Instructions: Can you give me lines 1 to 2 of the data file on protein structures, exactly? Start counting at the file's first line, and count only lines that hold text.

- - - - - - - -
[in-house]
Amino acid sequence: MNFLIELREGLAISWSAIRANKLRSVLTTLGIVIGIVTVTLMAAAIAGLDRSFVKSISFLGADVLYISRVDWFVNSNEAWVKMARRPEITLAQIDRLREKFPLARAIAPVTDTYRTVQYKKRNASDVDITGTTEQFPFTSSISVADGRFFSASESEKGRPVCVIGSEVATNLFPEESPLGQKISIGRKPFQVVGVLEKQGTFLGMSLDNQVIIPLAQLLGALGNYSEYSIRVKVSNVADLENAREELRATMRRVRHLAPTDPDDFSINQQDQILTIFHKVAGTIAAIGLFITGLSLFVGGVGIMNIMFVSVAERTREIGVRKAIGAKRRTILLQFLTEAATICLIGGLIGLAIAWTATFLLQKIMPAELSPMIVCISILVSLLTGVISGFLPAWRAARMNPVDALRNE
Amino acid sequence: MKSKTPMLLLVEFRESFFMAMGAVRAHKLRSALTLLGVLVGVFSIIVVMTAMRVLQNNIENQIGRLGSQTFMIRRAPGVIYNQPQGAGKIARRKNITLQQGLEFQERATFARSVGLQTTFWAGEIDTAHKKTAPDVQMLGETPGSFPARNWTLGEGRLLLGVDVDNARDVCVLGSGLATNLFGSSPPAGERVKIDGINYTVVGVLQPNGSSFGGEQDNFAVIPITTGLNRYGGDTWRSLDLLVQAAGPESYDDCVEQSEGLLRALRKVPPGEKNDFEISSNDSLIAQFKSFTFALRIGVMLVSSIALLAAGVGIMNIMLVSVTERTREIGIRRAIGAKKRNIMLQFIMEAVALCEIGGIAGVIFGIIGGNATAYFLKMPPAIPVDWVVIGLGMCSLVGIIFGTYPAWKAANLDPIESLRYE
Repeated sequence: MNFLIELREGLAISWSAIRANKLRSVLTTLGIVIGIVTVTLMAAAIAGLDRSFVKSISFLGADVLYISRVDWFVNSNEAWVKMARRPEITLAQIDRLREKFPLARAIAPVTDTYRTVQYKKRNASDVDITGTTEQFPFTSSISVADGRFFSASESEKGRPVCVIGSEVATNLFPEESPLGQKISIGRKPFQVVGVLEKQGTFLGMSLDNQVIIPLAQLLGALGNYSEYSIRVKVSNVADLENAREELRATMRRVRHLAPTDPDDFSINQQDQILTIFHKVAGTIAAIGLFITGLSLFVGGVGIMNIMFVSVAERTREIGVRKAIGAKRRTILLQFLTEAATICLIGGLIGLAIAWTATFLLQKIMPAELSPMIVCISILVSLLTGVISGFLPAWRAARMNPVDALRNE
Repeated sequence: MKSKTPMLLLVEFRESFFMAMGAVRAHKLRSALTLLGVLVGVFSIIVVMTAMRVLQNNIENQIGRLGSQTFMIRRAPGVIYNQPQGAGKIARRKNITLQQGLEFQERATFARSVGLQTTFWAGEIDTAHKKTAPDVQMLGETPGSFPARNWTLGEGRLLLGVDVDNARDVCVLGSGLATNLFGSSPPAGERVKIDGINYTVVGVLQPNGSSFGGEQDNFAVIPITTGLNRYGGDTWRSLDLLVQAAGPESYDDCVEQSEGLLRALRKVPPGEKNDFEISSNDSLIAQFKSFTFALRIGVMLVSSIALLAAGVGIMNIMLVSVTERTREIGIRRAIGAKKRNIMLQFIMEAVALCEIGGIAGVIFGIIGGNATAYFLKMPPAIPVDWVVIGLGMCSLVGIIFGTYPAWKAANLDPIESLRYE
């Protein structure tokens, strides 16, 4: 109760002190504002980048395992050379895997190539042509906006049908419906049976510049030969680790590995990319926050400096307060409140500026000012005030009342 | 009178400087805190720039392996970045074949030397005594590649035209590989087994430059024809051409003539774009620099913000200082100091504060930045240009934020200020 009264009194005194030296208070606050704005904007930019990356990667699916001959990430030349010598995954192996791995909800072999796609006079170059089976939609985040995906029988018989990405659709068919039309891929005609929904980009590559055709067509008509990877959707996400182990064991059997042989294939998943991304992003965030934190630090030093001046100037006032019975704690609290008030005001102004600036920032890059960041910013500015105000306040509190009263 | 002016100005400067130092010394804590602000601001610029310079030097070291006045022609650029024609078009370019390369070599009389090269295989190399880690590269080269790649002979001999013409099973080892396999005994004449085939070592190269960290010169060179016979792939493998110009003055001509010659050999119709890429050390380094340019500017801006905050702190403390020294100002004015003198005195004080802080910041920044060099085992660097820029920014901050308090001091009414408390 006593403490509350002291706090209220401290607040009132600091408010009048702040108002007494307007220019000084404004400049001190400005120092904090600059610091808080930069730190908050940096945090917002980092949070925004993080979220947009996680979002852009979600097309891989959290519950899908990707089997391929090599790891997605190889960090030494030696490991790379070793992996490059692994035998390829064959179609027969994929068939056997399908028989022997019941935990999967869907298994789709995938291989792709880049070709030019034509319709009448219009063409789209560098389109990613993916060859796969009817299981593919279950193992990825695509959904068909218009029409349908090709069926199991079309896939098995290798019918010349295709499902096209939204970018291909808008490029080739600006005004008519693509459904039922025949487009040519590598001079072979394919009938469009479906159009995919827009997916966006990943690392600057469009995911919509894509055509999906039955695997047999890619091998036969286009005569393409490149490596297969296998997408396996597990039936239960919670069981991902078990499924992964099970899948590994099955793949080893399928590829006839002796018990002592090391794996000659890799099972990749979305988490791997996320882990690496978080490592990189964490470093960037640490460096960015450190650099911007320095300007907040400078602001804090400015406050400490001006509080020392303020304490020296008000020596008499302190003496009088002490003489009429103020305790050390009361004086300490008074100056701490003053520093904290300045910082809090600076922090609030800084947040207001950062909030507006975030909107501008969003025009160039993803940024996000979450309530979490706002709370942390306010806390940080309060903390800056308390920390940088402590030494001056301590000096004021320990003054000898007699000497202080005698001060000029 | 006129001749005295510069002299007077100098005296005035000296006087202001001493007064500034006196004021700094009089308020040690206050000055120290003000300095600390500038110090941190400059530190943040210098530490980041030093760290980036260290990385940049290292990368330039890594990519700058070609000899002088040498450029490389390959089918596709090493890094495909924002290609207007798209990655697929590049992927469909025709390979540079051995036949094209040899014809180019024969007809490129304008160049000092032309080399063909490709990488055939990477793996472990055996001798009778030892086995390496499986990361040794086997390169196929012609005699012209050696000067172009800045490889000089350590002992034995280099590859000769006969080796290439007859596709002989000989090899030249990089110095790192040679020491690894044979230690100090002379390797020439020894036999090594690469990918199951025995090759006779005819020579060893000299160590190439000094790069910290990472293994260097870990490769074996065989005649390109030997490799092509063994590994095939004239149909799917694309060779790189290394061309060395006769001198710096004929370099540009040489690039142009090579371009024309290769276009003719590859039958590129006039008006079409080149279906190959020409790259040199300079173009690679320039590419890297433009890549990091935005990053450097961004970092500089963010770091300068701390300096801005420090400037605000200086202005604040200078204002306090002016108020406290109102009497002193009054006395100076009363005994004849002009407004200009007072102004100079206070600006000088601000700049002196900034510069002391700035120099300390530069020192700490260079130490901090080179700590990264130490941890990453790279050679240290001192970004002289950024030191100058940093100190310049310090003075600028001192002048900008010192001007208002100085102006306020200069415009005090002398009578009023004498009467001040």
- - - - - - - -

[in-house]
Amino acid sequence: MNFLIELREGLAISWSAIRANKLRSVLTTLGIVIGIVTVTLMAAAIAGLDRSFVKSISFLGADVLYISRVDWFVNSNEAWVKMARRPEITLAQIDRLREKFPLARAIAPVTDTYRTVQYKKRNASDVDITGTTEQFPFTSSISVADGRFFSASESEKGRPVCVIGSEVATNLFPEESPLGQKISIGRKPFQVVGVLEKQGTFLGMSLDNQVIIPLAQLLGALGNYSEYSIRVKVSNVADLENAREELRATMRRVRHLAPTDPDDFSINQQDQILTIFHKVAGTIAAIGLFITGLSLFVGGVGIMNIMFVSVAERTREIGVRKAIGAKRRTILLQFLTEAATICLIGGLIGLAIAWTATFLLQKIMPAELSPMIVCISILVSLLTGVISGFLPAWRAARMNPVDALRNE